I don't plan to be around when the 2000 vintage Ports are 102 years old, but I've stashed a few bottles in my basement, because I know that they'll be a magnificent in a decade or two (or three or ... vintage Port is the ultimate test of one's self-control!). I've also stored one bottle labeled with the name of my niece, who was born in 2000. I'm hoping that some day, when she's a beautiful, middle-aged woman and I'm a doddering, drooling old fool, she'll consent to drink it with me.
Okay, enough shameless sentimentality. The purpose of this article is to get you to come into the store and buy some vintage Port - especially 2000 vintage Port. Buy it for a child, grandchild, niece, nephew, or third cousin who was born in 2000. Buy it for someone who graduated from college, high school, or traffic school in 2000. Buy it for a friend who was engaged, married, or divorced in 2000. Hell, buy it for yourself because you survived 2000 (that's my excuse).
My favorites of the 2000 vintage are Smith Woodhouse ($49) for its plummy-berry lusciousness and early accessibility, Quinta do Vesuvio ($68) for its floral aromas and elegance, and Taylor Fladgate ($96) for its astonishing depth, power, and age-ability.
In case you can't dream up a suitable year 2000 occasion, we have vintage Ports from 1999, 1997, and 1994 as well. We also stock half bottles, which are cheaper and mature more quickly. If you're in the mood for some Port now while your vintage bottles age, we have plenty of tawny and other Port styles that are ready to drink right now. Our current offerings start at $8.50 for a half bottle and $11.99 for a full bottle, so there's no reason not to cavort with Port early and often.
Attention, Last Minute Shoppers
- There are lots of choices in all price ranges: We're here to help you narrow down the options.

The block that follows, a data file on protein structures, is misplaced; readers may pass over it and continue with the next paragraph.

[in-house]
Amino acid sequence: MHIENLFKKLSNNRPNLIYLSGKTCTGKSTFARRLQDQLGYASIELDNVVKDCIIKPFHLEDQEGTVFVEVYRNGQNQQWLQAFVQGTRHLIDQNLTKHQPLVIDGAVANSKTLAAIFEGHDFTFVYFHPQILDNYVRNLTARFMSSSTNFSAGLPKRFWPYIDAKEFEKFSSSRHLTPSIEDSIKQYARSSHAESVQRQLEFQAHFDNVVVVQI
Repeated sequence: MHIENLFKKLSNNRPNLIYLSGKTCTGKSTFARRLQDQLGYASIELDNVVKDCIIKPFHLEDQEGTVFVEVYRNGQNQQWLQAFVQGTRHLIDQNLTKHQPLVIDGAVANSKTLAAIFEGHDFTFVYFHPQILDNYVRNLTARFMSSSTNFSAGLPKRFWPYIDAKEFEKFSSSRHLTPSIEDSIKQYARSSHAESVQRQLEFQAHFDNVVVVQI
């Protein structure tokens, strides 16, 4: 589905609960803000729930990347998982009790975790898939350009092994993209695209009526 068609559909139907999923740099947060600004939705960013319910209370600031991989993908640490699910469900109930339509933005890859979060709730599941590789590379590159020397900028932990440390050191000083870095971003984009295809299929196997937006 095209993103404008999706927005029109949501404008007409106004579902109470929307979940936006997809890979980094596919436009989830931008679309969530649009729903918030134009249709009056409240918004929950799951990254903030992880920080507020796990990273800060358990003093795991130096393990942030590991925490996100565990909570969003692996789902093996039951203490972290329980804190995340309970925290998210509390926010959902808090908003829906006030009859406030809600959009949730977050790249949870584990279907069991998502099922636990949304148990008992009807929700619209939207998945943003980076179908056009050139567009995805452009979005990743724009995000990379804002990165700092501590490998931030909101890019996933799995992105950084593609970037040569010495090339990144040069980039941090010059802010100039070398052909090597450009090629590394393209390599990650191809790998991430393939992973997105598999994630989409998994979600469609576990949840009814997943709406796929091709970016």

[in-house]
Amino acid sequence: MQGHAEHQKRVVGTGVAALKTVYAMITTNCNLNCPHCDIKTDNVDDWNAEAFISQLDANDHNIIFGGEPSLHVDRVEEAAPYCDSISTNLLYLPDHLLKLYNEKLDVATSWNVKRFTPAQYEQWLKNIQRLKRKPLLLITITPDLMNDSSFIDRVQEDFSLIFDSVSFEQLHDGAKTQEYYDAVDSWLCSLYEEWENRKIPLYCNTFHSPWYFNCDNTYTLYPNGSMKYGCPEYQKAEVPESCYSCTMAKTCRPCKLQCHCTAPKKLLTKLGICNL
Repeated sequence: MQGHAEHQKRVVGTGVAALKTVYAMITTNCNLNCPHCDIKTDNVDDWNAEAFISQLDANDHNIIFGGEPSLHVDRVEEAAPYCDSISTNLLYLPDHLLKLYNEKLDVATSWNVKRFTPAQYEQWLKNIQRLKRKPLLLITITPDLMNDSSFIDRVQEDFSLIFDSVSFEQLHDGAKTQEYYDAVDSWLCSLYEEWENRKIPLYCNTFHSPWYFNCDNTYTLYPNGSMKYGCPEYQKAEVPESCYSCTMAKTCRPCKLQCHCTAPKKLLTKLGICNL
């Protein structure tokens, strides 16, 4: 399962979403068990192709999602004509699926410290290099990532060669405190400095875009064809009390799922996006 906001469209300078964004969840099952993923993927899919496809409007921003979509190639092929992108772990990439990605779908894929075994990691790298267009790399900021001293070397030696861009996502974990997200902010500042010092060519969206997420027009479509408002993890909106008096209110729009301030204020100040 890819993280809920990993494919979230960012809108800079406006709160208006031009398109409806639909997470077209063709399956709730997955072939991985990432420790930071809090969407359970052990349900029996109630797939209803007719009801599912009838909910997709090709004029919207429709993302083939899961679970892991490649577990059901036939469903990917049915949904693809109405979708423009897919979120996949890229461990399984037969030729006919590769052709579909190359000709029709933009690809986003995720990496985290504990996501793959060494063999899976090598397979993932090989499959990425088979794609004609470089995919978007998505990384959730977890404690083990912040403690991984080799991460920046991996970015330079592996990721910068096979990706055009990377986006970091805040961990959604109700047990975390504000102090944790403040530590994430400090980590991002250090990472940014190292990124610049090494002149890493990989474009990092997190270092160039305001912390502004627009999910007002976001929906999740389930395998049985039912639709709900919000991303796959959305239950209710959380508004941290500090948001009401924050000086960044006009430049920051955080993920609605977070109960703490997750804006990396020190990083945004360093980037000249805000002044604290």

- It comes in several sizes: We carry, in addition to standard 750ml bottles, lots of half bottles (they fit in stockings) and a few magnums (they fit in parties and wine cellars).
- It's easy to wrap: We have gift bags ranging in price from free to $3.25.
- It almost always brings pleasure: And if the recipient opens it in your presence, both of you get to enjoy it equally.
- It doesn't hang around taking up space after the recipient has enjoyed it.
- At Paul Marcus Wines, we do wine and leave the wine tchotchkes to others. We do carry the essential accessories, though:
- Corkscrews that really work and that don't cost a fortune ($4.99-$20).
- Stoppers that conserve the bubbles in Champagne and other sparkling wine ($4.99).
- Private Preserve - an inert gas that you spray into an opened bottle in order to slow down oxidation ($9.99).
- Steve Edmunds's CD Lonesome on the Ground ($15).
Because of space limitations, we don't carry glassware or books. We do have opinions on which wine glasses and books are worth buying, and we're happy to share those opinions with you if you come into the store and ask us.
Tuesday December 24th: 9:00 AM - 6:00 PM
Wednesday December 25th: Closed
Thursday December 26th: 10:00 AM - 6:00 PM
Friday December 27th: 10:00 AM - 8:00 PM
Saturday December 28th: 10:00 AM - 7:00 PM
Sunday December 29th: 10:00 AM - 6:00 PM
Monday December 30th: 10:00 AM - 8:00 PM
Tuesday December 31st: 9:00 AM - 6:00 PM
Wednesday January 1st: Closed
Thursday January 2nd: 10:00 AM - 6:00 PM
Friday January 3rd: resume normal hours